Code red, white and blue

Code red, white and blue

Dear Ace: On a recent trip to Richmond, I noticed that all the state buildings were flying the Commonwealth flag at half-staff while the U.S. flag was at full-staff. Isn’t this a deviation from flag-display protocol?—Fannie Flagg

Fannie: No offense, but prior to receiving this question, when Ace heard phrases like “deviation from flag-display protocol,” his eyes tended to glaze over and his brain entered shut-down mode. It’s just one of those things. Like Kant’s “categorical imperative,” or “the effects of erosion on trout hatchery populations.” It turns out, though, that there’s this whole formal, complex flag code that applies to the U.S. and, well, it’s pretty interesting. Maybe not as fascinating as, say, Britney Spears’ ongoing meltdown, but Ace is a sucker for any U.S. document that impels citizens by force of law to perform any action “briskly” or “ceremoniously” (raising and lowering the flag, respectively, according to section 7a of the United States Flag Code).

According to the U.S. Flag Code, state governors actually have discretion to tell government buildings to lower the American flag to half-mast. All other flags, though, must follow suit, because it violates the same code to fly any flag higher than Old Glory. But why would the governor tell his administrative minions to lower the Commonwealth flag and not the American? To answer that question, Ace went ever more specific, looking to the section on flag display in Virginia’s Practical Protocol Guide. It turns out that in Virginia, unlike in some other states, there’s a protocol in place to lower the Commonwealth flag for certain events that don’t require the lowering of the American flag. Basically, it all boils down to who gets the last word in putting their bureaucratic mumbo jumbo in writing. In this case, Bruce Brooks, director of facilities management for the capital, tells Ace that “the last time we lowered a state flag was for a former member of the legislature.” Since there’s a protocol in place for exactly such an occasion, down went the flag, and Ace reckons that was when you saw the apparent deviation.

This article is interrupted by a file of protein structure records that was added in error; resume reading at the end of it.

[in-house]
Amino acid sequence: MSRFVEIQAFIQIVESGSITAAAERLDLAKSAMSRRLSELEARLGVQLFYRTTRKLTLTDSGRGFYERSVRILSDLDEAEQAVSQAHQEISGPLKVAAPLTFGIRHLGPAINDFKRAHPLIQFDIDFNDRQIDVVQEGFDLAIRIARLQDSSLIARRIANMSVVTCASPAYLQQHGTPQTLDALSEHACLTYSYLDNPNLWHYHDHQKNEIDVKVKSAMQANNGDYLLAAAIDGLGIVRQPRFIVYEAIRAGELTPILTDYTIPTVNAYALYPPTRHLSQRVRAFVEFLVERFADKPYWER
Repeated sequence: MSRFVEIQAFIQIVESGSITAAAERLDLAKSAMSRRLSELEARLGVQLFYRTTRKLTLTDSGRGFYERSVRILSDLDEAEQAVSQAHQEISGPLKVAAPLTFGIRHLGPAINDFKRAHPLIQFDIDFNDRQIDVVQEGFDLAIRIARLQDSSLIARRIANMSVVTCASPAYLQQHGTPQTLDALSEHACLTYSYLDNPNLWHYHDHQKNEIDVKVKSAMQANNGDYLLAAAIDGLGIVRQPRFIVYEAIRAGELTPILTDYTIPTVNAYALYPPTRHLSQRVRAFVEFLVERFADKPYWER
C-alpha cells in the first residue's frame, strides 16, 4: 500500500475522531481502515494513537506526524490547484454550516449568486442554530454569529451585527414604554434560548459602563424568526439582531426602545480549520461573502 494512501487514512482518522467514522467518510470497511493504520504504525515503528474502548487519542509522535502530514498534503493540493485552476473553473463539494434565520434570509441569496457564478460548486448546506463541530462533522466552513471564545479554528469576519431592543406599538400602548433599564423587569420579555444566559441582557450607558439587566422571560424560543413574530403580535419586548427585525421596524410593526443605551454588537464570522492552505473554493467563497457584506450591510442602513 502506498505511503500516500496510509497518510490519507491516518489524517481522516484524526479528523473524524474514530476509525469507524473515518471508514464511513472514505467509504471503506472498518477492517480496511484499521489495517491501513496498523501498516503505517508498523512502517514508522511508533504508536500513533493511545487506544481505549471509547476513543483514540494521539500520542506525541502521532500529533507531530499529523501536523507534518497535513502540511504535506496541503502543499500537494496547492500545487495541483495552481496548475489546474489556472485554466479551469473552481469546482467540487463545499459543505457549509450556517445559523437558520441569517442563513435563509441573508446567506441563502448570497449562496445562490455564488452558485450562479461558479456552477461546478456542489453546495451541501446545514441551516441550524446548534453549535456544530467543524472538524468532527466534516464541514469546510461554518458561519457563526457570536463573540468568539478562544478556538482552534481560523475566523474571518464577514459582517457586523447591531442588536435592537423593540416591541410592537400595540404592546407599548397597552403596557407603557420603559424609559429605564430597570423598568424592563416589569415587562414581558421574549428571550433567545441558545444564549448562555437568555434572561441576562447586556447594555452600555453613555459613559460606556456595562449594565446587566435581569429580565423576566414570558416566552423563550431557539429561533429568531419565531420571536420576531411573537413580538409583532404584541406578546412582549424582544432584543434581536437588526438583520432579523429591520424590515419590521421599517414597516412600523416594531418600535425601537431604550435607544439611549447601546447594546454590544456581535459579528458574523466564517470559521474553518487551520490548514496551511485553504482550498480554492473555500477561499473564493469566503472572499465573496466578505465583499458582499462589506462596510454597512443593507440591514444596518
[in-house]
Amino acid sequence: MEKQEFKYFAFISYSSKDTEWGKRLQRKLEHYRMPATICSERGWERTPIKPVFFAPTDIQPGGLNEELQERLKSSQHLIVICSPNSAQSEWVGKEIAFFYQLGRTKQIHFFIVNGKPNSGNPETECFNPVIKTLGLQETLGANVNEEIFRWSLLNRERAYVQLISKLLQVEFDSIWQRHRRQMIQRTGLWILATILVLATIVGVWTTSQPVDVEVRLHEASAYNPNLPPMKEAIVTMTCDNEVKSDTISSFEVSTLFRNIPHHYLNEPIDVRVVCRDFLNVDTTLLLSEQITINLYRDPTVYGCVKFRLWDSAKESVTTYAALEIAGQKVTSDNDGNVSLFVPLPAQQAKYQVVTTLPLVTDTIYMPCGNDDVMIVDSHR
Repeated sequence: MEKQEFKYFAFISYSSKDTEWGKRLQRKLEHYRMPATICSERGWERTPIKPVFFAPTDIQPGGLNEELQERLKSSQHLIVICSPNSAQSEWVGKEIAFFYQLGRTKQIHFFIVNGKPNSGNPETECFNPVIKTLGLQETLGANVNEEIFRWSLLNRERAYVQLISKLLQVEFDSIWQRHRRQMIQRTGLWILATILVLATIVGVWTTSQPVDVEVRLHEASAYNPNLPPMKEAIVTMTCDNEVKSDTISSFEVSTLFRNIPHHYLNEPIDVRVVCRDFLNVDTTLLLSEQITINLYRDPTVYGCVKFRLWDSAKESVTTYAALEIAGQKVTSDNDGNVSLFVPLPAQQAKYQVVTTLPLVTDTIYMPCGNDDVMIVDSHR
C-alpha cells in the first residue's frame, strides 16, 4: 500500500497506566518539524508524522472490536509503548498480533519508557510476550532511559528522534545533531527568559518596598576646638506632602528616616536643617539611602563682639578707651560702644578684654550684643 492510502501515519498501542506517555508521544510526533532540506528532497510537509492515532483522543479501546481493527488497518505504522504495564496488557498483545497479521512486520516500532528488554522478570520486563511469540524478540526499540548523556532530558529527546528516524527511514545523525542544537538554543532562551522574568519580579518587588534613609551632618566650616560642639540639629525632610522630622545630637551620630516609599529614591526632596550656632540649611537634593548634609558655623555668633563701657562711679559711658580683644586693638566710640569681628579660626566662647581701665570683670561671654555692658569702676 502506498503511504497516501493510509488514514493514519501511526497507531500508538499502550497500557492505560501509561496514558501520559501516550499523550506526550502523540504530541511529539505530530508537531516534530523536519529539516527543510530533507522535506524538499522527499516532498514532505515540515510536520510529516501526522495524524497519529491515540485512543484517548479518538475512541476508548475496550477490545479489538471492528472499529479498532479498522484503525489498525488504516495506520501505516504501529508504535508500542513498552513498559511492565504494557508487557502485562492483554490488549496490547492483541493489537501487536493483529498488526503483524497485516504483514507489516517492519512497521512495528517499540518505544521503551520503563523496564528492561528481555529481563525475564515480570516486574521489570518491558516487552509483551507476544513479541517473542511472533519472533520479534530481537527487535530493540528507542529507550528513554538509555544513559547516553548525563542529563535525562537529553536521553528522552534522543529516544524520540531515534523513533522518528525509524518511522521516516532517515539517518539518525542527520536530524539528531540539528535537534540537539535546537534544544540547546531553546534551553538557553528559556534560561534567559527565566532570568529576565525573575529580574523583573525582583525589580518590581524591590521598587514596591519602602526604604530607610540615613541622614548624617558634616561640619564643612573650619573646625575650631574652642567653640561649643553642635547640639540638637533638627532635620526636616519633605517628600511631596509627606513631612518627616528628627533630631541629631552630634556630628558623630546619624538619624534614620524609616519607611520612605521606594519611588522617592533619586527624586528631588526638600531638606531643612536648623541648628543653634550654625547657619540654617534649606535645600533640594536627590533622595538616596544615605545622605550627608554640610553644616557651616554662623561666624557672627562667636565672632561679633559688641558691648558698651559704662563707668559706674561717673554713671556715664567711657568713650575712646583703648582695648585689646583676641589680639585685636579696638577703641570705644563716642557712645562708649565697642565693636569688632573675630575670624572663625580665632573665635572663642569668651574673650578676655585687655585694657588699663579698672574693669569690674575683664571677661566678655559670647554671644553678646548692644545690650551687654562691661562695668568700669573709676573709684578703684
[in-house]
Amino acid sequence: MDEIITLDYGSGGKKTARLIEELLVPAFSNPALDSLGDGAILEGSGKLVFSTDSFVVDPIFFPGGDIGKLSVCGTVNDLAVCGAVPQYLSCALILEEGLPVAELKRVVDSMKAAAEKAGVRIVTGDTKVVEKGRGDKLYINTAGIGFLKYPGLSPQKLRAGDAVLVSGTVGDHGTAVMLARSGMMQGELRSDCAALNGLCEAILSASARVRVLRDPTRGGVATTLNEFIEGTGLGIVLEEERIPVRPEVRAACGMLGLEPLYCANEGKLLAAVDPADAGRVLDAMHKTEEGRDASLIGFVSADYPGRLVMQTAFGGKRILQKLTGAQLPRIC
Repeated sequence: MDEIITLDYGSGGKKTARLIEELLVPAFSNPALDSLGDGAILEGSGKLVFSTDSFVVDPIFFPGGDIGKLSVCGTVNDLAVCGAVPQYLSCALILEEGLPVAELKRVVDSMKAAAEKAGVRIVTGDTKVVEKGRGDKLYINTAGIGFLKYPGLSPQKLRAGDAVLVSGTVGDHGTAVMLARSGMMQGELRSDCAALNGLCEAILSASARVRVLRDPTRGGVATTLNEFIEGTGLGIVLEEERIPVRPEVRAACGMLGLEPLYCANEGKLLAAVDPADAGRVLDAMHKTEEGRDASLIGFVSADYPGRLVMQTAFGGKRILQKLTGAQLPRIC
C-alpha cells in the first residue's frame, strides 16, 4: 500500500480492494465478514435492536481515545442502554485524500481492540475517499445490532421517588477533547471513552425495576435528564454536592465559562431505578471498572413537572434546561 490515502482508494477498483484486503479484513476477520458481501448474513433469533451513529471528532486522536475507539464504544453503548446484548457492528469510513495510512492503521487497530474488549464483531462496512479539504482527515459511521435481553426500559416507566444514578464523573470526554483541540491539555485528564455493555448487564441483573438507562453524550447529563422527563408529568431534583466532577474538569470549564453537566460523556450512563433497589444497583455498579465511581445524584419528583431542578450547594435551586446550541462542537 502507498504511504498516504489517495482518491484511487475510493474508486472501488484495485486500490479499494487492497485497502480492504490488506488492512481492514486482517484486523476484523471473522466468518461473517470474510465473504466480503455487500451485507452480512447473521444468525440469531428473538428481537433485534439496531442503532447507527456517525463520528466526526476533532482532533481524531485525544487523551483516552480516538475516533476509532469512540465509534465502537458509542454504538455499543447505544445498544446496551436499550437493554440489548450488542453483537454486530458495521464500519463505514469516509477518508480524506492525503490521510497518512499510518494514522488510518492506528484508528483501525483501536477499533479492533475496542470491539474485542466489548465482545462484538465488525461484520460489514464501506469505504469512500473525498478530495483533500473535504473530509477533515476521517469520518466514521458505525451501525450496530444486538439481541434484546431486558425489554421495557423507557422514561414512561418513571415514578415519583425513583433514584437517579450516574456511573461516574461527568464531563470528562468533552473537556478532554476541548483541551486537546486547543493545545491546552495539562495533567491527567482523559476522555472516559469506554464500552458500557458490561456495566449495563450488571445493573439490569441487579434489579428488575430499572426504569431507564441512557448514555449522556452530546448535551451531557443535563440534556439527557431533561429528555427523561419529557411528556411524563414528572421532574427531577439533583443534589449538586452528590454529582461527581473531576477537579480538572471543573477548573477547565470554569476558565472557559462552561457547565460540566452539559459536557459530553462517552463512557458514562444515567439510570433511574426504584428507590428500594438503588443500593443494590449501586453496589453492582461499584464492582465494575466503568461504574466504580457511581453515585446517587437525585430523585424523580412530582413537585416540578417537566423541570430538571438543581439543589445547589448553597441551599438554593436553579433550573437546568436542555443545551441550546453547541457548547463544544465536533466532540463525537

Beware, though, if the next time you’re in Richmond, the Commonwealth flag is at full-mast and the American at half. That’s gonna mean that either the South has risen again or you’re in Bizarro World, and neither thought is one that Ace relishes.